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Prayers For Gun Violence Prevention, As Accused Somers Shooter Faces Three Intentional Homicide Charges

Chuck Quirmbach
Memorials across the street from The Somers House, the tavern where Sunday's mass shooting occurred.

The shootings at a Kenosha County tavern last weekend, that left three people dead and three wounded, are prompting more demands for what a coalition calls "common sense gun violence prevention."

The 80% Coalition held a rally Wednesday near The Somers House, the tavern is near Carthage College where the shooting occurred. The coalition is made up of religious groups and those representing doctors, mental health advocates, as well as Black and Latino organizations.

Chuck Quirmbach
Darryl Morin, (with microphone) President of Forward Latino, and a co-founder of The 80% Coalition, addresses Wednesday's rally.

Darryl Morin, of Forward Latino, named the young Kenosha men who died.

"Atkeem Stevenson, who was 26 and a father; Cedric Gaston, who was 24 and a father and Kevin Donaldson, an aspiring rapper who tragically lost his cousin in 2019, as well, to violence," he said.

Morin also mentioned the three people who were injured, and spoke of others who witnessed the shootings "who will forever carry with them, the trauma of Sunday's event."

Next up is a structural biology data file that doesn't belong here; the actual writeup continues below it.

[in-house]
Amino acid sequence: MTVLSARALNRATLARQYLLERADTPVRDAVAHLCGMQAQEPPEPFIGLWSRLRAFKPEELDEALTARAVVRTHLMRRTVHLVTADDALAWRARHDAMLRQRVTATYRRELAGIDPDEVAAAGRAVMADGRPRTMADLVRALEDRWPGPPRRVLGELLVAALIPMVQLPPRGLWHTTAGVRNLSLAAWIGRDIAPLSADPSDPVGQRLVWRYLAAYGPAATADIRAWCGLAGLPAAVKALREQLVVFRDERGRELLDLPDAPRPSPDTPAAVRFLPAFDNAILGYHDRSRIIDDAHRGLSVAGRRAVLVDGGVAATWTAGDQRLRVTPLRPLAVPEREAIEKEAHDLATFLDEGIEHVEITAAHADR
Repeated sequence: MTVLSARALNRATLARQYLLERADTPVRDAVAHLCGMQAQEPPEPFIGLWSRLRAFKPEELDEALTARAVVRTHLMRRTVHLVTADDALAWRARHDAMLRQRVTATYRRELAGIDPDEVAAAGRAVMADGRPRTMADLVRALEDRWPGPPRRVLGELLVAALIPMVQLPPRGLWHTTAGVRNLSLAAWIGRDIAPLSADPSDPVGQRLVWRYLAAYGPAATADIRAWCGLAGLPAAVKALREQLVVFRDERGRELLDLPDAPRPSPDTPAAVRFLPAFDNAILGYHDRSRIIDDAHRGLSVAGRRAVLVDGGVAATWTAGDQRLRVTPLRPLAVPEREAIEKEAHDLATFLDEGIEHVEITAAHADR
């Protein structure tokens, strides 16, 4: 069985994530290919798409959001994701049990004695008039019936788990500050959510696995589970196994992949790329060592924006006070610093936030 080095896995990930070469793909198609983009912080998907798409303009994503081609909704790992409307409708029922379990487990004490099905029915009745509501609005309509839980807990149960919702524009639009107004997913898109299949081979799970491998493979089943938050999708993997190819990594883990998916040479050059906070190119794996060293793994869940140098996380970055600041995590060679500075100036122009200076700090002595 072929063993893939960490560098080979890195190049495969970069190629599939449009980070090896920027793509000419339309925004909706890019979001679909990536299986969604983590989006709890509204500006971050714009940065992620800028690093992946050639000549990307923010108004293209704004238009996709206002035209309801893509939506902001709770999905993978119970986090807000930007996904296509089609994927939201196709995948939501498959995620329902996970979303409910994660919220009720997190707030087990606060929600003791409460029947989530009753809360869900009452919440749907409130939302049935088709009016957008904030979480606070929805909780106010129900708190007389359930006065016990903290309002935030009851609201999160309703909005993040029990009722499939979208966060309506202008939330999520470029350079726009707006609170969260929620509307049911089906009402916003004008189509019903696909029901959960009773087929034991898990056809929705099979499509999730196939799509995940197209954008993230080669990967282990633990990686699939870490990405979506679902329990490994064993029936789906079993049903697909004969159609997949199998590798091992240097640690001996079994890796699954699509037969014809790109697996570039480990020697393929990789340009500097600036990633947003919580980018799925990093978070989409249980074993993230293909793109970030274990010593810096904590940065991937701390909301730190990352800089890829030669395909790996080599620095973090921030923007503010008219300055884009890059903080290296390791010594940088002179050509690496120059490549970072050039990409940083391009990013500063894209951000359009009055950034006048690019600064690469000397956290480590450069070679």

The 80% Coalition said its legislative priorities include extending the current background check requirement for gun purchases at stores to include any sale or transfer of firearms at gun shows, online or from an individual.

The coalition also supports money in Gov. Tony Evers' proposed state budget that would fund Extreme Risk Protection Orders (ERPO). Those would allow law enforcement or a family member to petition a court if they believe an individual with a firearm is a danger to him or herself or to others. If the threat is found to be credible, law enforcement could retrieve the firearm or firearms until the threat is over.

Chuck Quirmbach
Fr. Yeprem Keligian, of the Racine Interfaith Coalition, leads a prayer during Wednesday's event.

Coalition member Jon McCray Jones of Wisconsin Anti-Violence Effort (WAVE) said the Evers plan would help prevent more than homicides.

"We see that the biggest victims of gun violence in Wisconsin, one of the biggest demographics is white rural voters, white rurals through suicide. And, we're hoping that part of it will really inspire a bipartisan effort to push ERPO laws," he said.

While Evers is a Democrat, Republicans control the state Legislature. GOP State Senator Van Wanggaard represents parts of Kenosha and Racine counties. His office provided WUWM a statement, in which Wanggaard contends more gun control laws are not the answer for preventing gun violence. The lawmaker argues ERPO, sometimes called "red flag" laws, often take away constitutional rights before due process occurs — and create a guilty before proven innocent scenario.

A few miles away from Wednesday's rally, Kenosha County prosecutors issued three charges of first-degree intentional homicide, and three of attempted first degree intentional homicide against Rakayo Vinson accused of the tavern shootings.

The Associated Press reports a court commissioner refused to lower Vinson's $4 million bond, with the court official saying the case "appears (to be) yet another example of senseless gun violence, which destroys lives."

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